The ultimate goal of a bankruptcy filing is to obtain a discharge from certain debts that arose prior to the bankruptcy filing. Once the discharge is obtained, creditors cannot pursue collection efforts against the debtor, and those claims are permanently forgiven unless a lien remains in place or the debtor has “reaffirmed” his obligations to the creditor (see below for a description of reaffirmation of debts). If a lien remains in place, the creditor can pursue the collateral securing the lien even after bankruptcy. If the debtor has reaffirmed a debt, then the creditor can pursue the debtor personally even after bankruptcy. Bankruptcy also affords a debtor an opportunity to reject ongoing obligations under certain types of contracts, recover property or assets that were transferred or seized prior to the bankruptcy case and remove certain kinds of liens.
In a Chapter 13, the debtor is generally is permitted to retain all of his or her property. In a Chapter 7, however, the Bankruptcy Code allows the individual debtor to retain certain “exempt” property. Exempt property is free of the claims of creditors and cannot be taken by the trustee to be liquidated. With some exceptions for debtors who have not lived continuously in Virginia for the two years prior to filing bankruptcy, Virginia law determines the types and amount of exempt property.
Under Virginia law, the debtor is entitled to a “homestead exemption” which allows each householder to claim a one-time exemption of up to $5,000 (plus $500 for each dependent) in any kind of property. Virginia law also entitles the debtor to a specific exemption, sometimes referred to as the “poor debtor’s exemption,” in different types of property (for example, clothes up to $1,000; household furnishings up to $5,000; tools of a person’s trade or business up to $10,000). Other types of property (such as proceeds from a personal injury settlement or award and certain contributions to qualified pension plans or IRAs) may also be exempt under Virginia law. The debtor must claim the property exempt in his bankruptcy petition and for a claim under the homestead law, he must also properly file a homestead deed within a certain time limit. Creditors or the bankruptcy trustee can challenge the type or amount of the exemption claimed by the debtor.
In a Chapter 7, a debtor may keep property that is subject to the liens of secured creditors as long as the debtor remains current on such obligations and reaches an agreement with the secured creditor. A debtor may “reaffirm” his obligations to a secured creditor who holds a lien on a house, car or other significant item but is not always required to do so. A reaffirmation agreement must be in writing, signed by both the debtor and his attorney, and must be filed with the bankruptcy court prior to the entry of the order granting the debtor’s discharge. A debtor may rescind a reaffirmation agreement within 60 days after signing the agreement. A debtor may also free or “redeem” property from a lien by paying the secured creditor the fair market value of the property in a lump sum. The bankruptcy judge can set the value if the parties do not agree.
The liens (e.g., car loans, judgment liens recorded in the land records, mortgages, etc.) of secured creditors survive bankruptcy unless the underlying debt is paid off or the lien is avoided during the bankruptcy case. This means the creditor can pursue the collateral (i.e., repossess the vehicle) but the creditor cannot collect against the debtor unless the debt has been reaffirmed. Debts that are reaffirmed during the bankruptcy case will survive.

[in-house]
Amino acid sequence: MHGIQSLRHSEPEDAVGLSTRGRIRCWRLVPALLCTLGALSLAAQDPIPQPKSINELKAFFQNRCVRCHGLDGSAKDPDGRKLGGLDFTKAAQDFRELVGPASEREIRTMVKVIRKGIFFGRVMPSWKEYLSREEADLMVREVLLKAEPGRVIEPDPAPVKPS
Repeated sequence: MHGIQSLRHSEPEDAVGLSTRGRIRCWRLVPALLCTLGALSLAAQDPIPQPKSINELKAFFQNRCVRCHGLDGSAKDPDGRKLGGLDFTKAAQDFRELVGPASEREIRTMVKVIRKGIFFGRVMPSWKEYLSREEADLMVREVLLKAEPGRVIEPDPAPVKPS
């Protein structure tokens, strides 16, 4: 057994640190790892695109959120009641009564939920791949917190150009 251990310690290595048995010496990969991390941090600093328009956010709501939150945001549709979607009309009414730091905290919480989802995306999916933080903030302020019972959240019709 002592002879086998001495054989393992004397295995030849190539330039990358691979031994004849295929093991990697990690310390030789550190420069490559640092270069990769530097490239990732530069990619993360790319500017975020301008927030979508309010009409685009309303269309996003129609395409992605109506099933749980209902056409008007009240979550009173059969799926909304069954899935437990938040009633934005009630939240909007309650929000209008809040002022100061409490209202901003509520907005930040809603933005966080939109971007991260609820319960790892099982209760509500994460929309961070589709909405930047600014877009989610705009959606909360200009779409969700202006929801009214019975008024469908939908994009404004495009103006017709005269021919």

Some debts cannot be discharged in a bankruptcy case. These nondischargeable debts include recent taxes, alimony or child support obligations, student loans and DUI claims. If a debt is nondischargeable, the debtor is legally obligated to pay the debt even after the bankruptcy filing. Other types of generally nondischargeable debt may be managed or discharged in a Chapter 13 case but not in a Chapter 7 case.
A bankruptcy filing can be reflected on a debtor’s credit record for up to ten years, regardless of the type or outcome of the bankruptcy case. A bankruptcy filing may also affect a person’s ability to borrow money, although the effects of such a filing vary significantly depending on the creditor and the
nature of the debt. For example, a person’s ability to obtain refinancing on a home mortgage may not be adversely affected by a prior bankruptcy filing as long as payments on similar obligations have remained current. The ability to obtain post-bankruptcy credit or to incur additional debt after a bankruptcy filing may be limited in a Chapter 12 or 13 case because all of the debtor’s disposable income must already be committed to repayment of prior creditors’ claims under a plan. Otherwise, there are no legal prohibitions or restrictions against borrowing money, owning property or transacting business after a bankruptcy filing other than the restrictions set forth in the Bankruptcy Code.
Private employers are prohibited from terminating or otherwise discriminating against an individual solely because of a bankruptcy filing. A governmental unit may not terminate or refuse to hire a person solely as a result of a bankruptcy filing. Similarly, a governmental unit may not deny, suspend or refuse to renew a license, permit or similar grant to a debtor as the result of a bankruptcy filing.
Each bankruptcy case requires a filing fee to be paid to the Court and a fee paid to an approved credit counselor for the mandatory credit briefing required under the recent changes to the bankruptcy law (unless that fee is waived by the counselor due to extreme hardship). The legal fees and costs charged by attorneys to handle a bankruptcy case vary significantly depending on the type and complexity of the case. The bankruptcy court has authority to approve or disapprove fees paid to a
With the exception of some particularly complex cases, Cox Law Group generally requires only the Court’s filing fee of $274 plus the credit counseling fees (generally $50 to $60) prior to filing a Chapter 13 because the remaining attorney’s fees may be paid as a part of the Chapter 13 repayment plan. Fees in Chapter 7 cases vary depending on the complexity of the case. All fees will be discussed prior to filing a bankruptcy at the free, initial consultation with a Cox Law Group attorney.